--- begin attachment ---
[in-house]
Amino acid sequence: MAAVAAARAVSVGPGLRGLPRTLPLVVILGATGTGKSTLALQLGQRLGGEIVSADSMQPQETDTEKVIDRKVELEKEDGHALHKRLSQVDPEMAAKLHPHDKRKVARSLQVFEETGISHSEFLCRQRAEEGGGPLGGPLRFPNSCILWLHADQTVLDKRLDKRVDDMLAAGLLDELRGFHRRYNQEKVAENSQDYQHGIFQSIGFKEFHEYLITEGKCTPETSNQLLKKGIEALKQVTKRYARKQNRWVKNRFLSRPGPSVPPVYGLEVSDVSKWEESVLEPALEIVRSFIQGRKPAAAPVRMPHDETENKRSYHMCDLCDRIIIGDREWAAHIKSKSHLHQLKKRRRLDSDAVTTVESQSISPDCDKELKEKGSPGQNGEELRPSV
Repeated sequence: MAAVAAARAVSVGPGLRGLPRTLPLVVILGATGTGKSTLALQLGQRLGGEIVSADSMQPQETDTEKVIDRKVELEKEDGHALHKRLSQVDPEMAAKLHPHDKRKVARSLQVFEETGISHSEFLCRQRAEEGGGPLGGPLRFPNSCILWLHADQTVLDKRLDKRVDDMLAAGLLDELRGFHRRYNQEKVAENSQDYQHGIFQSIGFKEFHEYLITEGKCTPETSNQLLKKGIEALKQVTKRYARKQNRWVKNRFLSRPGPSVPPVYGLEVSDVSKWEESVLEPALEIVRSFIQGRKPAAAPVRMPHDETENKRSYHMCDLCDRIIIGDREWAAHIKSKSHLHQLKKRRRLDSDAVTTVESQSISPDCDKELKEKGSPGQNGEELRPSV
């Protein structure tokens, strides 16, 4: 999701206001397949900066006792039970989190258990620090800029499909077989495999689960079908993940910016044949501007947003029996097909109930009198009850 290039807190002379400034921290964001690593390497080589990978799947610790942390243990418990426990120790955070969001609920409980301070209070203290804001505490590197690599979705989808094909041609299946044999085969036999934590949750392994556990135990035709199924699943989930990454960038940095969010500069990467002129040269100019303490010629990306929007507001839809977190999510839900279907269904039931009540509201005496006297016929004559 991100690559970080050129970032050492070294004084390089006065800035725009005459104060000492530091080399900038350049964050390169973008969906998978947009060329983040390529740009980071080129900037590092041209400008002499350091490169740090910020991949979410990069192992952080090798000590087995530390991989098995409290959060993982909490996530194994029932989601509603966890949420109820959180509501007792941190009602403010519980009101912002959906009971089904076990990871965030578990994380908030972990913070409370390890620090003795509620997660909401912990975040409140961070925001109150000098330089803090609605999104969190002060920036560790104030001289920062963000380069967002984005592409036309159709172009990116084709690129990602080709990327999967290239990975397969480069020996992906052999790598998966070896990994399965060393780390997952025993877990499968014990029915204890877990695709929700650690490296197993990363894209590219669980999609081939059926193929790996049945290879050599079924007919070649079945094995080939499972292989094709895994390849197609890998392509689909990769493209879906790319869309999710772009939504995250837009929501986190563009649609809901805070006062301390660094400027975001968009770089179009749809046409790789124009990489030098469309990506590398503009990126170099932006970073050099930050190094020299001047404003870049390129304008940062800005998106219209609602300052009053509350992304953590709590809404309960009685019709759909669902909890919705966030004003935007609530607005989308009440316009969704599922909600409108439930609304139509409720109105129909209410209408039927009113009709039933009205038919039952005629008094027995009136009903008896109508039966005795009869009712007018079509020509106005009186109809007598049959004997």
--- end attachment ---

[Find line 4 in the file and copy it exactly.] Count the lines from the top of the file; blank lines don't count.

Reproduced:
């Protein structure tokens, strides 16, 4: 999701206001397949900066006792039970989190258990620090800029499909077989495999689960079908993940910016044949501007947003029996097909109930009198009850 290039807190002379400034921290964001690593390497080589990978799947610790942390243990418990426990120790955070969001609920409980301070209070203290804001505490590197690599979705989808094909041609299946044999085969036999934590949750392994556990135990035709199924699943989930990454960038940095969010500069990467002129040269100019303490010629990306929007507001839809977190999510839900279907269904039931009540509201005496006297016929004559 991100690559970080050129970032050492070294004084390089006065800035725009005459104060000492530091080399900038350049964050390169973008969906998978947009060329983040390529740009980071080129900037590092041209400008002499350091490169740090910020991949979410990069192992952080090798000590087995530390991989098995409290959060993982909490996530194994029932989601509603966890949420109820959180509501007792941190009602403010519980009101912002959906009971089904076990990871965030578990994380908030972990913070409370390890620090003795509620997660909401912990975040409140961070925001109150000098330089803090609605999104969190002060920036560790104030001289920062963000380069967002984005592409036309159709172009990116084709690129990602080709990327999967290239990975397969480069020996992906052999790598998966070896990994399965060393780390997952025993877990499968014990029915204890877990695709929700650690490296197993990363894209590219669980999609081939059926193929790996049945290879050599079924007919070649079945094995080939499972292989094709895994390849197609890998392509689909990769493209879906790319869309999710772009939504995250837009929501986190563009649609809901805070006062301390660094400027975001968009770089179009749809046409790789124009990489030098469309990506590398503009990126170099932006970073050099930050190094020299001047404003870049390129304008940062800005998106219209609602300052009053509350992304953590709590809404309960009685019709759909669902909890919705966030004003935007609530607005989308009440316009969704599922909600409108439930609304139509409720109105129909209410209408039927009113009709039933009205038919039952005629008094027995009136009903008896109508039966005795009869009712007018079509020509106005009186109809007598049959004997």